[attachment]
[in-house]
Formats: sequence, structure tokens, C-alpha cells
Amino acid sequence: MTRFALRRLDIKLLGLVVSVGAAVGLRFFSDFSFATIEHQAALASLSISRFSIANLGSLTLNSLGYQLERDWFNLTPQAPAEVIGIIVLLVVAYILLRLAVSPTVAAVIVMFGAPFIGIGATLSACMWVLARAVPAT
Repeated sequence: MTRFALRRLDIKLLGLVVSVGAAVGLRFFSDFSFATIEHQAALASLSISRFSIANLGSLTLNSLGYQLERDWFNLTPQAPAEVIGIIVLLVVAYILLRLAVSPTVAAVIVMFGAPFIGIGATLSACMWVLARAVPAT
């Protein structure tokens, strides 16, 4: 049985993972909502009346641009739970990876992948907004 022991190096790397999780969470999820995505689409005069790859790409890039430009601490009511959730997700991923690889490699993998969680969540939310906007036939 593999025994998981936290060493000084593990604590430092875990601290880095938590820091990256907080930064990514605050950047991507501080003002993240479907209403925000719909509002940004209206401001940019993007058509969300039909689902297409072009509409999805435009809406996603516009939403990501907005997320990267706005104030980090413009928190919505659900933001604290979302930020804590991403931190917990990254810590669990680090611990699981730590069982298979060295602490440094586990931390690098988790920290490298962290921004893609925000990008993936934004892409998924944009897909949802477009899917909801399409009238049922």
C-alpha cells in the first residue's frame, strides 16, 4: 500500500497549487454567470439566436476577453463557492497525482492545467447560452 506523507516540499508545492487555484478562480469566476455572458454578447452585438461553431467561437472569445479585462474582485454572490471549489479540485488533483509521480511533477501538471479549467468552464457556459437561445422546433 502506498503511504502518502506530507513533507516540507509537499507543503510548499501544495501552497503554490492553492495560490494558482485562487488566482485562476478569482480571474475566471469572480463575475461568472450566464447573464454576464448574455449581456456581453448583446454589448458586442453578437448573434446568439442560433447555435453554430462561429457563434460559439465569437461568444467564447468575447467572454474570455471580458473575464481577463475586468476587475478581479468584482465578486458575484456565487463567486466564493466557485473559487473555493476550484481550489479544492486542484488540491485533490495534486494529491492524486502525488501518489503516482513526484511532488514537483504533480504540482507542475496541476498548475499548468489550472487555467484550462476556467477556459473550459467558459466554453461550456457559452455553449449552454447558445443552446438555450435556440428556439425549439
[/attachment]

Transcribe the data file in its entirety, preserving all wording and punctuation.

[in-house]
Formats: sequence, structure tokens, C-alpha cells
Amino acid sequence: MTRFALRRLDIKLLGLVVSVGAAVGLRFFSDFSFATIEHQAALASLSISRFSIANLGSLTLNSLGYQLERDWFNLTPQAPAEVIGIIVLLVVAYILLRLAVSPTVAAVIVMFGAPFIGIGATLSACMWVLARAVPAT
Repeated sequence: MTRFALRRLDIKLLGLVVSVGAAVGLRFFSDFSFATIEHQAALASLSISRFSIANLGSLTLNSLGYQLERDWFNLTPQAPAEVIGIIVLLVVAYILLRLAVSPTVAAVIVMFGAPFIGIGATLSACMWVLARAVPAT
């Protein structure tokens, strides 16, 4: 049985993972909502009346641009739970990876992948907004 022991190096790397999780969470999820995505689409005069790859790409890039430009601490009511959730997700991923690889490699993998969680969540939310906007036939 593999025994998981936290060493000084593990604590430092875990601290880095938590820091990256907080930064990514605050950047991507501080003002993240479907209403925000719909509002940004209206401001940019993007058509969300039909689902297409072009509409999805435009809406996603516009939403990501907005997320990267706005104030980090413009928190919505659900933001604290979302930020804590991403931190917990990254810590669990680090611990699981730590069982298979060295602490440094586990931390690098988790920290490298962290921004893609925000990008993936934004892409998924944009897909949802477009899917909801399409009238049922």
C-alpha cells in the first residue's frame, strides 16, 4: 500500500497549487454567470439566436476577453463557492497525482492545467447560452 506523507516540499508545492487555484478562480469566476455572458454578447452585438461553431467561437472569445479585462474582485454572490471549489479540485488533483509521480511533477501538471479549467468552464457556459437561445422546433 502506498503511504502518502506530507513533507516540507509537499507543503510548499501544495501552497503554490492553492495560490494558482485562487488566482485562476478569482480571474475566471469572480463575475461568472450566464447573464454576464448574455449581456456581453448583446454589448458586442453578437448573434446568439442560433447555435453554430462561429457563434460559439465569437461568444467564447468575447467572454474570455471580458473575464481577463475586468476587475478581479468584482465578486458575484456565487463567486466564493466557485473559487473555493476550484481550489479544492486542484488540491485533490495534486494529491492524486502525488501518489503516482513526484511532488514537483504533480504540482507542475496541476498548475499548468489550472487555467484550462476556467477556459473550459467558459466554453461550456457559452455553449449552454447558445443552446438555450435556440428556439425549439